“It would give members a chance to vent to vote against it,” the aide said. “But I doubt” there are enough votes to change it.

Obama names Clinton, Gates to lead foreign policy

President-elect Barack Obama named former rival Hillary Clinton as secretary of state on Monday.

He also said Robert Gates would remain defense secretary in a national security team charged with recasting America’s leadership role in the world

Clinton and Gates, who have been at odds with Obama in the past over foreign policy and defense issues, will implement Obama’s vision of rebuilding the U.S. image abroad while overseeing wars in Iraq and Afghanistan.

Obama played down differences with the woman he narrowly beat for the Democratic presidential nomination and said he would welcome vigorous debate among his opinionated team.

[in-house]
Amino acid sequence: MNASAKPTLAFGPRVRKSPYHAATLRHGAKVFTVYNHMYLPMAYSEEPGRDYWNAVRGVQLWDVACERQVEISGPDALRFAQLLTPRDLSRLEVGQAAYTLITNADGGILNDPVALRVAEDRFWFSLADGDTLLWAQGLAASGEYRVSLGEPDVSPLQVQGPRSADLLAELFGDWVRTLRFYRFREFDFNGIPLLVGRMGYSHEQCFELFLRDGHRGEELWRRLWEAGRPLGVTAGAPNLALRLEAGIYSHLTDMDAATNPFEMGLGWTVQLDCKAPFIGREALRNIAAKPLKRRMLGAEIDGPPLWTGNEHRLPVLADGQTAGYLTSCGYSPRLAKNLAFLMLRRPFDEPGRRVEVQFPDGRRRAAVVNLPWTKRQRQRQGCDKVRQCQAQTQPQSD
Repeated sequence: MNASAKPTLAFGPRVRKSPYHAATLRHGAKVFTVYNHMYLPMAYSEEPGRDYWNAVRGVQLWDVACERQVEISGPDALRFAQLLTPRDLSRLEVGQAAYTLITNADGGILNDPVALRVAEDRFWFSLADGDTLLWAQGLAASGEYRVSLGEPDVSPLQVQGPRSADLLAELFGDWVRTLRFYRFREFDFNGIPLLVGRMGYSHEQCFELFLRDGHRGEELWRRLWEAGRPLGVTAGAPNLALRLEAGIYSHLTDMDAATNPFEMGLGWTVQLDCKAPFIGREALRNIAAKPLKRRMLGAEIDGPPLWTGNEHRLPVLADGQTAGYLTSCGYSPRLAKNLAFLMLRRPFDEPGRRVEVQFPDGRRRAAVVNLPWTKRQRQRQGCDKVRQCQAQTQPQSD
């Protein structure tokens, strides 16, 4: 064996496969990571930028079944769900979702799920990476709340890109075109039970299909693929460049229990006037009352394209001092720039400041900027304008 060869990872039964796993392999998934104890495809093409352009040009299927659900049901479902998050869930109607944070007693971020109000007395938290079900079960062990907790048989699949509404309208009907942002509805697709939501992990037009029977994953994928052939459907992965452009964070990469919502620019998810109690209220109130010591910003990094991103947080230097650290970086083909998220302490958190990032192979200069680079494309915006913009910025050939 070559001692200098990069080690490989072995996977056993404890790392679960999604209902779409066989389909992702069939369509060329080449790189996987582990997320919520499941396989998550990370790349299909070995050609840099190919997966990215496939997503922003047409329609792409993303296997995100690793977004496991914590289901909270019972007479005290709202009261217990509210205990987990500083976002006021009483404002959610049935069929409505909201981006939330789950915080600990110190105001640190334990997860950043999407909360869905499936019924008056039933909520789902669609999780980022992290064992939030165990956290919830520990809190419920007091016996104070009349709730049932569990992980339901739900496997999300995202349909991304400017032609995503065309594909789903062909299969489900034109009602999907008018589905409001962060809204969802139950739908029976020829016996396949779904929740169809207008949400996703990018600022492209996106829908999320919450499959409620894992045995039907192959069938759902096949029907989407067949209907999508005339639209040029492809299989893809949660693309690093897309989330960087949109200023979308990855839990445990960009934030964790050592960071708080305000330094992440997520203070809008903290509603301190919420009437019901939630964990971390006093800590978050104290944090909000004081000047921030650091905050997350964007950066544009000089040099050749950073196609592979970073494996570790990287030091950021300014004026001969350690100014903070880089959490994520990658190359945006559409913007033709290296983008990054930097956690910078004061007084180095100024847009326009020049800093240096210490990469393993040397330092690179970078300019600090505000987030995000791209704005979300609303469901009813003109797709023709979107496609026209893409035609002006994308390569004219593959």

“I assembled this team because I am a strong believer in strong personalities and strong opinions. I think that’s how the best decisions are made,” Obama said, calling the former first lady a “dear friend.”

“I will be responsible for the vision that this team carries out and I expect them to implement that vision once decisions are made,” Obama added. “So as Harry Truman said, the buck will stop with me.”

On one of the biggest foreign policy issues his administration will face, Obama repeated his belief that U.S. troops could be out of Iraq within 16 months of his taking office, though he said he would consult advisers on that.

Clinton, standing next to her former opponent, said the United States must rely on its friends to help confront threats like global warming and terrorism — an implicit rebuke to the go-it-alone approach of President George W. Bush.